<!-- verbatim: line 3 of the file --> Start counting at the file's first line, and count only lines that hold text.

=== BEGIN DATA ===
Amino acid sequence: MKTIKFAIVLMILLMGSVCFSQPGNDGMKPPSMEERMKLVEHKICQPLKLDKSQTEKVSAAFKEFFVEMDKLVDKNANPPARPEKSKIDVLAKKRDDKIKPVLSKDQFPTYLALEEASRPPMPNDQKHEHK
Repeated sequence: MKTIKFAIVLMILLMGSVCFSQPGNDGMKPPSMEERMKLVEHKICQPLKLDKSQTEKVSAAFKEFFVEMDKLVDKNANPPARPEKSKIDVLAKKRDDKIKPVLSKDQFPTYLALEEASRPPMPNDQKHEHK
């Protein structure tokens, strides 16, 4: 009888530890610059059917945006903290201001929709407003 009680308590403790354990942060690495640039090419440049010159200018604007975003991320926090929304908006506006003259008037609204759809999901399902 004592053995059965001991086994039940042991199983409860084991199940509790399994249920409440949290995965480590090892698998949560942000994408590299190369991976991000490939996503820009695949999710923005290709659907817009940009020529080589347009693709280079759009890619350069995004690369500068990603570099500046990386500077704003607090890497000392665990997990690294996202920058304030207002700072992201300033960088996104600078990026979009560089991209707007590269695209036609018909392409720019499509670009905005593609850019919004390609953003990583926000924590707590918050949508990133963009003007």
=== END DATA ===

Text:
């Protein structure tokens, strides 16, 4: 009888530890610059059917945006903290201001929709407003 009680308590403790354990942060690495640039090419440049010159200018604007975003991320926090929304908006506006003259008037609204759809999901399902 004592053995059965001991086994039940042991199983409860084991199940509790399994249920409440949290995965480590090892698998949560942000994408590299190369991976991000490939996503820009695949999710923005290709659907817009940009020529080589347009693709280079759009890619350069995004690369500068990603570099500046990386500077704003607090890497000392665990997990690294996202920058304030207002700072992201300033960088996104600078990026979009560089991209707007590269695209036609018909392409720019499509670009905005593609850019919004390609953003990583926000924590707590918050949508990133963009003007």